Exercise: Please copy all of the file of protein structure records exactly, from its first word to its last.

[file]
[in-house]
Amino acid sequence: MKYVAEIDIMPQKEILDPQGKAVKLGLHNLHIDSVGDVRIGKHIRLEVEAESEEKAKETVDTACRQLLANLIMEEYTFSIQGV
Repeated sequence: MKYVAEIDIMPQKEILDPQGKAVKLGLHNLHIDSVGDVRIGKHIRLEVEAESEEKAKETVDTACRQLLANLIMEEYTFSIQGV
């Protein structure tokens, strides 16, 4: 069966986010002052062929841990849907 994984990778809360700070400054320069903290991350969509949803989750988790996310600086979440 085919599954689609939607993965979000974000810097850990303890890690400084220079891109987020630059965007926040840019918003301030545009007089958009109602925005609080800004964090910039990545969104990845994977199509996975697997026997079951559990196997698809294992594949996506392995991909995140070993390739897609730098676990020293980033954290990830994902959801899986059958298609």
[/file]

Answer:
[in-house]
Amino acid sequence: MKYVAEIDIMPQKEILDPQGKAVKLGLHNLHIDSVGDVRIGKHIRLEVEAESEEKAKETVDTACRQLLANLIMEEYTFSIQGV
Repeated sequence: MKYVAEIDIMPQKEILDPQGKAVKLGLHNLHIDSVGDVRIGKHIRLEVEAESEEKAKETVDTACRQLLANLIMEEYTFSIQGV
């Protein structure tokens, strides 16, 4: 069966986010002052062929841990849907 994984990778809360700070400054320069903290991350969509949803989750988790996310600086979440 085919599954689609939607993965979000974000810097850990303890890690400084220079891109987020630059965007926040840019918003301030545009007089958009109602925005609080800004964090910039990545969104990845994977199509996975697997026997079951559990196997698809294992594949996506392995991909995140070993390739897609730098676990020293980033954290990830994902959801899986059958298609």